One of ten Catchment Management Authorities in Victoria
The Corangamite Catchment Management Authority’s region is one of ten regions in Victoria set up under the Catchment and Land Protection Act of 1998.
Located in the south of Victoria, the region stretches from the Bellarine Peninsular to the east, south to Cape Otway and north to Ballarat and includes the Corangamite, Otway Coast, Barwon and Moorabool drainage basins.
Regional features and assets
The Corangamite region is rich in cultural, environmental, social and economic values. The region extends across:
- 1.3 million ha of land, with 78% in private ownership
- 175 km of coast
- four catchment basins – Barwon, Lake Corangamite, Otway Coast and Moorabool.
The Corangamite region has formed through landscape-building episodes over the past 600 million years, in a variety of environments ranging from deep sea sedimentation to explosive volcanoes. Landscapes continually evolve and processes such as earthquakes, landslides and even saline groundwater discharge, are manifestations of this evolutionary process.
The Corangamite region has rich and diverse landscapes, reflecting its geological, climatic and human history. The natural resources of our region are critical to sustaining the lifestyle of its residents and visitors, as well as providing important habitat for flora and fauna. They support valuable industries such as agriculture and nature-based tourism and underpin the region’s urban water supply needs.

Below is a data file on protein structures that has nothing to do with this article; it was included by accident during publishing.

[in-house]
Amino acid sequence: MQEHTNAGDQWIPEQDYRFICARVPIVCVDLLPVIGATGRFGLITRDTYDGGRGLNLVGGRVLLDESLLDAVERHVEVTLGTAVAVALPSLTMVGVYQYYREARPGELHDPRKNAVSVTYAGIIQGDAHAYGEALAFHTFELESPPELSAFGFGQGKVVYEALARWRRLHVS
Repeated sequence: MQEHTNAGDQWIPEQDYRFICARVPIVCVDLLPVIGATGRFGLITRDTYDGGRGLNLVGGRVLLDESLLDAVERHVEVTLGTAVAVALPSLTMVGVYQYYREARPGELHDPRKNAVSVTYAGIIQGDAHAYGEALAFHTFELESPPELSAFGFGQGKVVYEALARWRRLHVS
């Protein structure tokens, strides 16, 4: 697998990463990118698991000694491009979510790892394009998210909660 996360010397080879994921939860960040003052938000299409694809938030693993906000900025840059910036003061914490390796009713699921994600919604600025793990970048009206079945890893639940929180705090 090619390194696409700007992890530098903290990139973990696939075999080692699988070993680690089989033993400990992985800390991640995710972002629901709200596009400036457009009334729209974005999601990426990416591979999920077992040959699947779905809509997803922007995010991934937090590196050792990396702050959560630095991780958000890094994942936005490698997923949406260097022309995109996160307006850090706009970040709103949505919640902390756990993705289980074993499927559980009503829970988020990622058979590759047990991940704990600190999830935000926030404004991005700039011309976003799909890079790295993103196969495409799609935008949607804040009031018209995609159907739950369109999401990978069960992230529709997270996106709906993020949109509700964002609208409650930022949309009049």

The region includes all or part of the cities of Ballarat and Greater Geelong, the Borough of Queenscliffe, and the Shires of Colac Otway, Corangamite, Golden Plains, Moorabool, Moyne, and Surf Coast.
Notable features of the region include Lake Corangamite, the largest permanent saline lake in Australia and the largest natural lake in Victoria, which is a Ramsar listed wetland and a haven for migratory and non-migratory birds. The Western District Lakes Ramsar site covers approximately 33,000 hectares and comprises nine separate lakes, which lie to the west, north and east of Colac.
The Corangamite region was one of the first regions of European settlement in Victoria. Settlers attracted to the open grassland plains moved rapidly inland from Geelong and Portland to establish grazing runs. The tall forests of the Otways attracted timber cutters in search of resources to establish the rapidly growing cities and towns of the colony. The gold rush of the mid-19th century promoted very rapid population growth around Ballarat. By the start of the 20th century, subdivision of the original grazing runs saw the establishment of more intensive agricultural industries such as dairying and cropping.
The range of coastal environments includes sandy beaches, rocky headlands, estuaries and bays, and the cliffs, caves and sea stacks of the Shipwreck Coast. The adjoining Otway Ranges are highly valued with their deeply incised rivers, gorges, rapids and waterfalls and extensive forests.